24 October 2009

History & Politics

"One of the principal reasons that policymakers should study history is to avoid repeating the mistakes of their predecessors. Mistakes in the realm of economics, social policy, defense, and foreign policy all come to mind . . . By knowledge of history, I do not mean a professional historian who grasps all the nuances of what has occurred in the world over the last 500 years . . . What I have in mind is something else . . . a practical understanding of what has worked in the past and what has not."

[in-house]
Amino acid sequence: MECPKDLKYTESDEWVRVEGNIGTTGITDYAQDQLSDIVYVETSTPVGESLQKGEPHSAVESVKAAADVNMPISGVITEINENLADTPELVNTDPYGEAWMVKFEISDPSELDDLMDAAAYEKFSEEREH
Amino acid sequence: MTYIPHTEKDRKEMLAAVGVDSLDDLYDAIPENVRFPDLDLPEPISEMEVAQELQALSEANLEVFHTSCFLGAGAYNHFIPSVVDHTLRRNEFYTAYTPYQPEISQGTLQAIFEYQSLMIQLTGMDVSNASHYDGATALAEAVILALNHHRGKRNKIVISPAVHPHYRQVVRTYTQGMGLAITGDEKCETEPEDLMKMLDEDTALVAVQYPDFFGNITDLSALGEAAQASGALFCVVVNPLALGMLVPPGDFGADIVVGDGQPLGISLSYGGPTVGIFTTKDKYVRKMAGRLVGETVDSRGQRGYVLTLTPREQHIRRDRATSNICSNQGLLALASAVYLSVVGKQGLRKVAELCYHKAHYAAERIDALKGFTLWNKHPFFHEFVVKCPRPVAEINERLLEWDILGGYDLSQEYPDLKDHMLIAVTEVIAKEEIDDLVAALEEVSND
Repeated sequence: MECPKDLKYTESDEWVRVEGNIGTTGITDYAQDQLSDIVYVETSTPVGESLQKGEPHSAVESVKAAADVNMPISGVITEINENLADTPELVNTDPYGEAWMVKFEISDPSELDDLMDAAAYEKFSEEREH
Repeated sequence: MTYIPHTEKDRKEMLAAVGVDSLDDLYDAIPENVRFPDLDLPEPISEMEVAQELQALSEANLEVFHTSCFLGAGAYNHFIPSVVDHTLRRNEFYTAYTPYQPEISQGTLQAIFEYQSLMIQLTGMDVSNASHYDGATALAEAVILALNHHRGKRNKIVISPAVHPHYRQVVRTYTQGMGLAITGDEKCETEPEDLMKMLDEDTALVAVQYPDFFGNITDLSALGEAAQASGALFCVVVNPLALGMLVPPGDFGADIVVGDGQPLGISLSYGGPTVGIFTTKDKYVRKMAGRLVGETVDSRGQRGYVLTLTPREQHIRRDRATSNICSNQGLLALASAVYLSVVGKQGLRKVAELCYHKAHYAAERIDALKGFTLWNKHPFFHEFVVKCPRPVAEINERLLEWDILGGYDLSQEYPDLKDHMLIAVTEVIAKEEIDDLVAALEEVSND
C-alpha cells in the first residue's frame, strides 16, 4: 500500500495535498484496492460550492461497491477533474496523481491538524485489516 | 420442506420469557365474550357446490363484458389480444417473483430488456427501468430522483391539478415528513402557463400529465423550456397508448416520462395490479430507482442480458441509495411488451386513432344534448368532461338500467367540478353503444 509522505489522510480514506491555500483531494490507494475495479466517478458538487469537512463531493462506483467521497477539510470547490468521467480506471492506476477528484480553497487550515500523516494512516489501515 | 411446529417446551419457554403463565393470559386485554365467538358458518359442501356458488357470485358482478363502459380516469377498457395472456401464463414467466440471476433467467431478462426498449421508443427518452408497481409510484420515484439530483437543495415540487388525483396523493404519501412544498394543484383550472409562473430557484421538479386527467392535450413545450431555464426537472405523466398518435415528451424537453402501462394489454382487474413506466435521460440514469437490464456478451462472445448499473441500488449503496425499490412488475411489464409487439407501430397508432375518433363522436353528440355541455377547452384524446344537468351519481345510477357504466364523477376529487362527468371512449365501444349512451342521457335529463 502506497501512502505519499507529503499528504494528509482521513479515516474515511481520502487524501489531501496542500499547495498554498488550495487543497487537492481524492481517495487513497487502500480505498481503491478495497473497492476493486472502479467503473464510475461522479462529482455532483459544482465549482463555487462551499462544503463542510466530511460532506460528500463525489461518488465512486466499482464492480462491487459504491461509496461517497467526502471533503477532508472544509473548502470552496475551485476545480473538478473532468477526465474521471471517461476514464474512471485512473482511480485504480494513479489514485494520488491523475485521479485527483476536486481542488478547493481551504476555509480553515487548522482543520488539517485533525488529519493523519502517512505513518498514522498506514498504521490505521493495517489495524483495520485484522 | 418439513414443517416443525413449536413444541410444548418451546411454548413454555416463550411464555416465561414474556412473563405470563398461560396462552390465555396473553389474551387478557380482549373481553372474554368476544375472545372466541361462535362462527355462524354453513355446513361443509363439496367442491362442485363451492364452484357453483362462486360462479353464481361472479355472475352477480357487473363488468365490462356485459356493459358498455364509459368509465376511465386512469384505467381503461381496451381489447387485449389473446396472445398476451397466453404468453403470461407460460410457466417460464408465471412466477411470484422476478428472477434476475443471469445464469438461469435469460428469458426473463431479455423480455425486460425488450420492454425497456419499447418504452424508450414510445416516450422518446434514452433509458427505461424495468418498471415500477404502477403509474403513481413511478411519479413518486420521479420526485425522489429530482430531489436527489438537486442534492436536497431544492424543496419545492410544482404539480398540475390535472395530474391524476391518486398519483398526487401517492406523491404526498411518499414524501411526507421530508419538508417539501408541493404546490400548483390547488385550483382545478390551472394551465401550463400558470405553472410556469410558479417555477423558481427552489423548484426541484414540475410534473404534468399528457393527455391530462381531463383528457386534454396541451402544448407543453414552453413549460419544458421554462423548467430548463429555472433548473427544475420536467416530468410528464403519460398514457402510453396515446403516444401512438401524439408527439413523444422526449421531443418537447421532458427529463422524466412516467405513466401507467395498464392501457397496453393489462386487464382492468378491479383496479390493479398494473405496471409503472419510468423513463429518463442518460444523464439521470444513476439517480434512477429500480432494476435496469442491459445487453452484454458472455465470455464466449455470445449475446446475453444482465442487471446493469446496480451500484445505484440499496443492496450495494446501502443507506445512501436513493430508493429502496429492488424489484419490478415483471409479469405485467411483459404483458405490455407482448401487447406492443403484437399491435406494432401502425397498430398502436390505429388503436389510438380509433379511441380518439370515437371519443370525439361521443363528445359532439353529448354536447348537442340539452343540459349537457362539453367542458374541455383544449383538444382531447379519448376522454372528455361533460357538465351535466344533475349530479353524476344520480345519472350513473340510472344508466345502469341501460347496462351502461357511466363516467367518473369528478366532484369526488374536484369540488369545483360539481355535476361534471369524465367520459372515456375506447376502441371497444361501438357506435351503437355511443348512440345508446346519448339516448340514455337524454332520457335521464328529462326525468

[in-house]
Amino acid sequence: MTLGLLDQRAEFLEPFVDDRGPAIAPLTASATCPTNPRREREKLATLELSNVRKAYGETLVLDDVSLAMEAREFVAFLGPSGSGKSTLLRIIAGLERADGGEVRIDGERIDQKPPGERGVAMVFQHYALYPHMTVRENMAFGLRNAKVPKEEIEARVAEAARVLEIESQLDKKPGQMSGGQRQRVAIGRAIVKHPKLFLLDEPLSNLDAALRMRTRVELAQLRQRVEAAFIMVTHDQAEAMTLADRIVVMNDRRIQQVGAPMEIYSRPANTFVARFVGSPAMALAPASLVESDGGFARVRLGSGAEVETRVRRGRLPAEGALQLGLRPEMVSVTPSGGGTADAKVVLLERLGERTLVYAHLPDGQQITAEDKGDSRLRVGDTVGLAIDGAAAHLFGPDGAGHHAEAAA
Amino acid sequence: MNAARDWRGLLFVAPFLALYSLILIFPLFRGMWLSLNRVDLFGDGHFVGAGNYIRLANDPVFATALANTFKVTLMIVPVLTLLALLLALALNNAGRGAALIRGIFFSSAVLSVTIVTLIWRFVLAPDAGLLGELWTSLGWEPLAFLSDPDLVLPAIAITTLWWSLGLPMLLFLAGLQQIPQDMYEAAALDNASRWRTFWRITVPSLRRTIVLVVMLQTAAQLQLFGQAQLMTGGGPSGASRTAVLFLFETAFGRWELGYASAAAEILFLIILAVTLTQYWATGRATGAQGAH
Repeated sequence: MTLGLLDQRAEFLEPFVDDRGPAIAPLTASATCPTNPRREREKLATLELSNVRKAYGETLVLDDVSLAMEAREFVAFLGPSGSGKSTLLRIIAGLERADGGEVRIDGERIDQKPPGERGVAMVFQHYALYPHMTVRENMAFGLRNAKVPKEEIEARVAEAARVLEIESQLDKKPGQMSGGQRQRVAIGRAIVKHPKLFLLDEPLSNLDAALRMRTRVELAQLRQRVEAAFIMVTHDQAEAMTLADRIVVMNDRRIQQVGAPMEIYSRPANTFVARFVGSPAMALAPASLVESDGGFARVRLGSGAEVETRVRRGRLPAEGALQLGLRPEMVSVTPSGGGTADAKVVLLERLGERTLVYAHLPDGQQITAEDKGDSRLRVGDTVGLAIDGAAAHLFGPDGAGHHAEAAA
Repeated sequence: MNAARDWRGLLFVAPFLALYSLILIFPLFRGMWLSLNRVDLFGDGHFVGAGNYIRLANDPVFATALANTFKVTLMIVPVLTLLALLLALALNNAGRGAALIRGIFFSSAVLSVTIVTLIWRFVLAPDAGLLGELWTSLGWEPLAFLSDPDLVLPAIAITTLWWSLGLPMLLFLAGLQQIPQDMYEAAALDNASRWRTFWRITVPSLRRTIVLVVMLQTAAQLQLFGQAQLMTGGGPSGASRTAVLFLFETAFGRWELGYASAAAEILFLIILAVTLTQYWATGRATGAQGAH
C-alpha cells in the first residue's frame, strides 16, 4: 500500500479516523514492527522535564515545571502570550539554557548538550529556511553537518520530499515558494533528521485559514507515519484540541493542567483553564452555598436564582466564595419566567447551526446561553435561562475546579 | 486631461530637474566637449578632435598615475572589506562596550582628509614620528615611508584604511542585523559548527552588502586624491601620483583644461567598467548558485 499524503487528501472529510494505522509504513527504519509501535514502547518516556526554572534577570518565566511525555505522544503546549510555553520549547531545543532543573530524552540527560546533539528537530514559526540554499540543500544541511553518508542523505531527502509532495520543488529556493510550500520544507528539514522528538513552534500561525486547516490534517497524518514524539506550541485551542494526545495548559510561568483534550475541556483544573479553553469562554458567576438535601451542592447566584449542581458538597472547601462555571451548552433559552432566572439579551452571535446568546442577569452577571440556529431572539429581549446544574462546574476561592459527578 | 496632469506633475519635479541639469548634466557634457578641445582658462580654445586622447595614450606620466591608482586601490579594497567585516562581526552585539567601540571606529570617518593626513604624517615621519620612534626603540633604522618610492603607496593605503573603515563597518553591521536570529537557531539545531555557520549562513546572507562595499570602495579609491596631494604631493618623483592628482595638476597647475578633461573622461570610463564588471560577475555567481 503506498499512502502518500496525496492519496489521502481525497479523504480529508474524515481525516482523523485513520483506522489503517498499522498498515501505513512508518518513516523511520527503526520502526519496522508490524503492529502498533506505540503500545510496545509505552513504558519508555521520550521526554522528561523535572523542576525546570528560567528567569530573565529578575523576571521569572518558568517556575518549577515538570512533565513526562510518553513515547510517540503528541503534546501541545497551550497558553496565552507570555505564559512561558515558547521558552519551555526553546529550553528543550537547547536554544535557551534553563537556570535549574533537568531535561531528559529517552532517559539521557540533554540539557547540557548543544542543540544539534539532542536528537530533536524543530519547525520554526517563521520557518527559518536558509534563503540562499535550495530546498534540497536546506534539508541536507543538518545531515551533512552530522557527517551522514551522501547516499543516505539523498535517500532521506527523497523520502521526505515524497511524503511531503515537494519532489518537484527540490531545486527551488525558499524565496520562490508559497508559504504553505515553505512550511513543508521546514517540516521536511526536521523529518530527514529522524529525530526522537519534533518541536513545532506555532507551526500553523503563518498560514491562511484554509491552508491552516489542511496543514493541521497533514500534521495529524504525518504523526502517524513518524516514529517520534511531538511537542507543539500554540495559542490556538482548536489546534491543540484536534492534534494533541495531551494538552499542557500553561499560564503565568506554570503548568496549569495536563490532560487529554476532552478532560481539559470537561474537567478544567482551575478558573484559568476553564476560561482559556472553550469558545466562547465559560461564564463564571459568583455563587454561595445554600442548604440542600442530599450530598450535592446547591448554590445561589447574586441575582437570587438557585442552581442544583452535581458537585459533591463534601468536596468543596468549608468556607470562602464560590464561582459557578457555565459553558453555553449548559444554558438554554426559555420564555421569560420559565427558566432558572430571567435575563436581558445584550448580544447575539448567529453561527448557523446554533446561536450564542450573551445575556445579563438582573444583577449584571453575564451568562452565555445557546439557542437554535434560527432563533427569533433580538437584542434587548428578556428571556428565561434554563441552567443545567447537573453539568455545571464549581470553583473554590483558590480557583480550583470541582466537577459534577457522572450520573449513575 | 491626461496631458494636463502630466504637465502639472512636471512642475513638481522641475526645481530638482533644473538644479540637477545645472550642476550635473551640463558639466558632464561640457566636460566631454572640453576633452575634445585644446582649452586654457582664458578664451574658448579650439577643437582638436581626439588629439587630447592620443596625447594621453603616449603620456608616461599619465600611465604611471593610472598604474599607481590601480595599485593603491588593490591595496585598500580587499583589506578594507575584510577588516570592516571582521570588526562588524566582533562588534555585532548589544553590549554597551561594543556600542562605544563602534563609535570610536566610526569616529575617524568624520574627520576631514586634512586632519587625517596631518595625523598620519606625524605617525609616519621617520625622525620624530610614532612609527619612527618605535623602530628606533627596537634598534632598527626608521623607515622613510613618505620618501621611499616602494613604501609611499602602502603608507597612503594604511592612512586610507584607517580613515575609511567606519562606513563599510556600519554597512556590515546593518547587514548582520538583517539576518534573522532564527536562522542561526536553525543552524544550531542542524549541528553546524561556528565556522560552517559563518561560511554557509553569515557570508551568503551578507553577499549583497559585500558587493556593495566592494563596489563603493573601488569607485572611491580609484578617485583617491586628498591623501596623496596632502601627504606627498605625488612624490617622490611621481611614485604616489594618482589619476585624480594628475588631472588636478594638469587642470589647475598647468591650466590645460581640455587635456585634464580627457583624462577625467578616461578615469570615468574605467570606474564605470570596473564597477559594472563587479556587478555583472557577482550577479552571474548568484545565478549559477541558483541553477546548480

Read this interesting piece here at The American Thinker.


Pam Walter said...

Well said, and when it comes to mistakes, this administration is giving future generations a long list of things to look back on in the realm of things that haven't worked. www.satisfiedsole.com

Chaps said...

History does not matter much to politicians. For them the distant past is the last election; the far future is the next election. Their arrogance allows them to believe that they have the smarts to make things work that have never worked before.